LET’S EAT: A’Town Bistro a place to beMay 2nd, 2012 | Category: Food
by Jessamyn Tuttle
“There is nothing on this plate that isn’t good,” said one of my dining companions at A’Town Bistro the other day. I had to agree, not just about her plate but about everything I’ve tried there. For a restaurant that’s only been open a few months, it’s a remarkable achievement.
Located in the space formerly occupied by La Vie en Rose bakery in downtown Anacortes, the bistro is cozy and welcoming. Despite having little daylight, thanks to the deep, narrow shape of the room, the feeling is bright and comfortable with a definite Northwest vibe. A long curving bar offers access to the extensive array of beers on draft (order a flight to try several at once), plus a well-chosen selection of wines from Washington, California and Europe.
The menu at A’Town features a selection of European-style bistro classics, like moules frites and French onion soup, plus some unusual twists like the Scotch egg or the wild boar burger. There’s a wide price range in the large plates, from a $13 plate of pasta to a $28 ribeye steak, plus a nice selection of small plates for sharing or for those (like me) with smaller appetites. Ingredients are from local and organic sources as much as possible, and the restaurant expects to increase their use of local produce even more once the farmer’s market opens.
Regardless of provenance, the food is excellent. The wild boar burger, one of their most popular items, was juicy and delicious. French onion soup was brought to the table dangerously hot, as it should be, and not too salty. The beet salad was a nicely composed plate of greens, roasted golden beets, apple, herbed cheese and hazelnuts. Mussels were perfectly cooked in a bright, flavorful broth with bits of spicy Spanish chorizo, one of my favorite shellfish preparations. Halibut and chips, while priced a little higher than usual for a fish-and-chips plate, were perfectly done, and the fries were cut small, very crispy, and dusted with truffled parmesan salt, giving them an especially savory aroma. The most impressive item we had at dinner was the steak, which was cooked (as requested) medium rare, and was absolutely tender while still having great beef flavor. Its accompaniments, a few smashed and roasted young potatoes and a pile of Brussels sprouts, were well chosen.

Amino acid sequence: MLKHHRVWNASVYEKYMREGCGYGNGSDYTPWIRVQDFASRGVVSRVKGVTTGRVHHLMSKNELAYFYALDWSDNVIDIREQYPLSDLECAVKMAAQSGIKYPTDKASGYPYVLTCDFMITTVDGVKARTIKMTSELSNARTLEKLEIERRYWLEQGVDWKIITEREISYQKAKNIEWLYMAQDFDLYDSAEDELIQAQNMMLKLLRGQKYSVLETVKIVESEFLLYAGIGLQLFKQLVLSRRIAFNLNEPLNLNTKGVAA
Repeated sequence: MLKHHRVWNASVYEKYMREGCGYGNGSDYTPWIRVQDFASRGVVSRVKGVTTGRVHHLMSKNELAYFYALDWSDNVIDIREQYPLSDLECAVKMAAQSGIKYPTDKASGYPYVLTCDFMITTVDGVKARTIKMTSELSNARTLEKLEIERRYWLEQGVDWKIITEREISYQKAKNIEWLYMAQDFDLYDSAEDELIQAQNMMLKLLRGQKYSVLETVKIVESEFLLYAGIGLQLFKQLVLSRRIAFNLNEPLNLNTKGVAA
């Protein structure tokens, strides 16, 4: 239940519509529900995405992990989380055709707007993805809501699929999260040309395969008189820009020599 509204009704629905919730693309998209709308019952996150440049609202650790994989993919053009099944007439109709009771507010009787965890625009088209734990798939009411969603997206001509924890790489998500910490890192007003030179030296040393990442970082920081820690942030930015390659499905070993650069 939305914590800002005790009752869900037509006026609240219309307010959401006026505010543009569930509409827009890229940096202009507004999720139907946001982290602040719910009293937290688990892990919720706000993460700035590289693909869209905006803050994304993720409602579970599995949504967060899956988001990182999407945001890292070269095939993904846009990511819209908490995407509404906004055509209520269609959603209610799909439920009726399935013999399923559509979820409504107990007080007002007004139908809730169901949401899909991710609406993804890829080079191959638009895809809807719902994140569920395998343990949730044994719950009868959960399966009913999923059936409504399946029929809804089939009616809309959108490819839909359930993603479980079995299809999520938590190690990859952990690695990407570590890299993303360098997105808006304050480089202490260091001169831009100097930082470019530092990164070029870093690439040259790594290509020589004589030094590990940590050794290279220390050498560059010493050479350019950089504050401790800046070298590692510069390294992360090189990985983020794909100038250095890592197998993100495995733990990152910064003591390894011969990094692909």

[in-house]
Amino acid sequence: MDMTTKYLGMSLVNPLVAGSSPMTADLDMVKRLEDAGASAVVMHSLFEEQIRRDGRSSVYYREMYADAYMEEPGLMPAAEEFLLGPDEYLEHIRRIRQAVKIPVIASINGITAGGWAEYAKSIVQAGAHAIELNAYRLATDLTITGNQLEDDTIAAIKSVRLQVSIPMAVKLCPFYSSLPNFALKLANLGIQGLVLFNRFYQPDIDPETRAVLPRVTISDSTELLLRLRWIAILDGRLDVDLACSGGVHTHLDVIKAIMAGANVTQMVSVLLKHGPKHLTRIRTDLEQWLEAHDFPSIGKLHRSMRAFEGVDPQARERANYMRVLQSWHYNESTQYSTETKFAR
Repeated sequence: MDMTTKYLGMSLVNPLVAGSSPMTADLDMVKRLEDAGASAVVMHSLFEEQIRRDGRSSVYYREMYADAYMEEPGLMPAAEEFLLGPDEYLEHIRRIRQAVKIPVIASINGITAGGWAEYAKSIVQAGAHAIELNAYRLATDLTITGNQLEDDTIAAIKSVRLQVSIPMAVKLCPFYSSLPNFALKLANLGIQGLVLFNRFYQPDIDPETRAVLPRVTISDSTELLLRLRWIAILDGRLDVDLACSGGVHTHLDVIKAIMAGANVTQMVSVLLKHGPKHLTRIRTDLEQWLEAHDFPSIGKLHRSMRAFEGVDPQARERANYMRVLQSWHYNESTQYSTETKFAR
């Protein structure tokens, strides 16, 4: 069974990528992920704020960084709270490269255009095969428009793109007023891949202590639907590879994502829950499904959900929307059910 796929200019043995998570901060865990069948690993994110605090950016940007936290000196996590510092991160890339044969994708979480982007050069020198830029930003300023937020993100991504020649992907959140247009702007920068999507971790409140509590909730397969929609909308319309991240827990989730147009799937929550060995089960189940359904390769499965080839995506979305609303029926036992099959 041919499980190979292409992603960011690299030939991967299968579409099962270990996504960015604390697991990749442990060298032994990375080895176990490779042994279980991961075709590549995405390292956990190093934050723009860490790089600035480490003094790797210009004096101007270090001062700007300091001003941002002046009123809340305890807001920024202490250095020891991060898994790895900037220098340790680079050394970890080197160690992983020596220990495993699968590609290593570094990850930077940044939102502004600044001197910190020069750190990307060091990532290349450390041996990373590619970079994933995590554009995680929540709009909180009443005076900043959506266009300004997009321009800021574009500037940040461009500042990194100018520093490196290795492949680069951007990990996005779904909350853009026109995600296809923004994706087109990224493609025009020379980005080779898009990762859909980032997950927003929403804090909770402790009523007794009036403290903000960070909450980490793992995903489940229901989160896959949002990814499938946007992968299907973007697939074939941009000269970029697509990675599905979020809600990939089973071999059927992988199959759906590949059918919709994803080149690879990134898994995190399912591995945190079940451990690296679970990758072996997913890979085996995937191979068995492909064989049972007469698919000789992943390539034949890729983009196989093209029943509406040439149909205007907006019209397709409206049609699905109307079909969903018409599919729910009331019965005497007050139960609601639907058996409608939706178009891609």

Sunday brunch is just as satisfying. When we visited recently the dining room was far from full, but they deserve to have a line out the door for food like this. Several items from the lunch and dinner menu made reappearances, but there were plenty of egg dishes, including a really fine ham shank benedict, and a plate of biscuits and gravy that my husband declared the best he’d ever had. I was thrilled to see pho on the brunch menu, and it lived up to expectation: rice noodles in savory broth redolent with star anise, with paper thin slices of beef cooking in the soup. Adornments of cilantro, jalapeño, basil, and sprouts came on a separate plate, plus bottles of hoisin and Sriracha sauce. It was spectacular.
And there is dessert, of course. The list is short: simple crème brûlée, gâteau au chocolat, and a cheese plate – all bistro classics. We tried both the brûlée and the gâteau, and they were absolutely perfect, which is no mean feat for either dish.
Prices may seem high to some guests, but I think you’re getting what you pay for at A’Town Bistro.
A’Town Bistro is located at 418 Commercial Avenue in Anacortes, and can be reached at (360) 899-4001. For more details, visit atownbistro.com.
Published in the May 2012 issue of Grow Northwest magazine.